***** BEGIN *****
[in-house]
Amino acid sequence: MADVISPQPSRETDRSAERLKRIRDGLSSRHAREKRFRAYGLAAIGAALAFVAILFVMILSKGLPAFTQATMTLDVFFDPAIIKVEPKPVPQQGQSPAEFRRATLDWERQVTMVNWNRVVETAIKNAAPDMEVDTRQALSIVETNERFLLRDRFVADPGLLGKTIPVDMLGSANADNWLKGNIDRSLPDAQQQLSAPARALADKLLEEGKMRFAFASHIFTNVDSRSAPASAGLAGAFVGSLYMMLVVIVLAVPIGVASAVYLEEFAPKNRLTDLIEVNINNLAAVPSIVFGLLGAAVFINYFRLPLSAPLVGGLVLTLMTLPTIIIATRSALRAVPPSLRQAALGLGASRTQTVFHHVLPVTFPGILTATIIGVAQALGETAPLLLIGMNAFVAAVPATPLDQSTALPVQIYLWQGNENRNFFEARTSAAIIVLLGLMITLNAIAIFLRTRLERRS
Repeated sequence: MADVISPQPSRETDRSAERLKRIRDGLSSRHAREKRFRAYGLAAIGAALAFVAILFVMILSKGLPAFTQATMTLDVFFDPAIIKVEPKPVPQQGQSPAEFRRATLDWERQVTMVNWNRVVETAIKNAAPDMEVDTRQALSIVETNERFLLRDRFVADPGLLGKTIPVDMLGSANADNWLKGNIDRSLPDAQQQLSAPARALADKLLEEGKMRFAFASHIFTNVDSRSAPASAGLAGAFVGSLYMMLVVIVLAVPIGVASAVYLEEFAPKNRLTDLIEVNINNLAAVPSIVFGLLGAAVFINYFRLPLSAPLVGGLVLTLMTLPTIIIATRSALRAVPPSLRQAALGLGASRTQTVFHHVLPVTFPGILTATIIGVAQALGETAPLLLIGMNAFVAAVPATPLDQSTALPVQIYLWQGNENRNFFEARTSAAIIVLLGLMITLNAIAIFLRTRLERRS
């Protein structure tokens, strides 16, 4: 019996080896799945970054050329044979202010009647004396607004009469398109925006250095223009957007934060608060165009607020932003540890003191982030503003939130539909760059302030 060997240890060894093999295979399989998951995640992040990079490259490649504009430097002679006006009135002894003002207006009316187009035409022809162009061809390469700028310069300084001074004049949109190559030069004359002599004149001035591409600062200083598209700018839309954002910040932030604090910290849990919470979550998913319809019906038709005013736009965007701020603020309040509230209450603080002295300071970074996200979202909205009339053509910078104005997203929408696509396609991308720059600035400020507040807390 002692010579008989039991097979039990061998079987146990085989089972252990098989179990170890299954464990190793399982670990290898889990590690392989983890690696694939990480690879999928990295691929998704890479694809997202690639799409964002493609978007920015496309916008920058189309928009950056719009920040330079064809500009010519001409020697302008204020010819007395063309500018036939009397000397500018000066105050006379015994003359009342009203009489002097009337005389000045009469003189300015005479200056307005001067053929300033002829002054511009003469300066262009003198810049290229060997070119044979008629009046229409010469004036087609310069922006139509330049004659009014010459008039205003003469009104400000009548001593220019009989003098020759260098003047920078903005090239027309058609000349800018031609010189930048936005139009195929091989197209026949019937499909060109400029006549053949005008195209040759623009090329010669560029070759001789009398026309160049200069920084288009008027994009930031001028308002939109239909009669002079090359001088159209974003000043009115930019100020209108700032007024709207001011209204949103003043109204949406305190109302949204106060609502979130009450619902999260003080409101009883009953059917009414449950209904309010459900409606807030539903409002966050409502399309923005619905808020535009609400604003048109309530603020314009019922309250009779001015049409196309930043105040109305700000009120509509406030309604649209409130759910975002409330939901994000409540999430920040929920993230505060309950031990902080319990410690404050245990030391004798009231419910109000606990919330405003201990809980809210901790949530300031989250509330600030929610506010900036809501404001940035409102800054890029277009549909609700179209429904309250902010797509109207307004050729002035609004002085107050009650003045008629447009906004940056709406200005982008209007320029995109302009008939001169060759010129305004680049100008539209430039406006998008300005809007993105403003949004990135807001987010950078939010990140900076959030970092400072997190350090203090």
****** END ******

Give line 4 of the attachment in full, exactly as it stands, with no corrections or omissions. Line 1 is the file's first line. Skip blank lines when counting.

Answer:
């Protein structure tokens, strides 16, 4: 019996080896799945970054050329044979202010009647004396607004009469398109925006250095223009957007934060608060165009607020932003540890003191982030503003939130539909760059302030 060997240890060894093999295979399989998951995640992040990079490259490649504009430097002679006006009135002894003002207006009316187009035409022809162009061809390469700028310069300084001074004049949109190559030069004359002599004149001035591409600062200083598209700018839309954002910040932030604090910290849990919470979550998913319809019906038709005013736009965007701020603020309040509230209450603080002295300071970074996200979202909205009339053509910078104005997203929408696509396609991308720059600035400020507040807390 002692010579008989039991097979039990061998079987146990085989089972252990098989179990170890299954464990190793399982670990290898889990590690392989983890690696694939990480690879999928990295691929998704890479694809997202690639799409964002493609978007920015496309916008920058189309928009950056719009920040330079064809500009010519001409020697302008204020010819007395063309500018036939009397000397500018000066105050006379015994003359009342009203009489002097009337005389000045009469003189300015005479200056307005001067053929300033002829002054511009003469300066262009003198810049290229060997070119044979008629009046229409010469004036087609310069922006139509330049004659009014010459008039205003003469009104400000009548001593220019009989003098020759260098003047920078903005090239027309058609000349800018031609010189930048936005139009195929091989197209026949019937499909060109400029006549053949005008195209040759623009090329010669560029070759001789009398026309160049200069920084288009008027994009930031001028308002939109239909009669002079090359001088159209974003000043009115930019100020209108700032007024709207001011209204949103003043109204949406305190109302949204106060609502979130009450619902999260003080409101009883009953059917009414449950209904309010459900409606807030539903409002966050409502399309923005619905808020535009609400604003048109309530603020314009019922309250009779001015049409196309930043105040109305700000009120509509406030309604649209409130759910975002409330939901994000409540999430920040929920993230505060309950031990902080319990410690404050245990030391004798009231419910109000606990919330405003201990809980809210901790949530300031989250509330600030929610506010900036809501404001940035409102800054890029277009549909609700179209429904309250902010797509109207307004050729002035609004002085107050009650003045008629447009906004940056709406200005982008209007320029995109302009008939001169060759010129305004680049100008539209430039406006998008300005809007993105403003949004990135807001987010950078939010990140900076959030970092400072997190350090203090």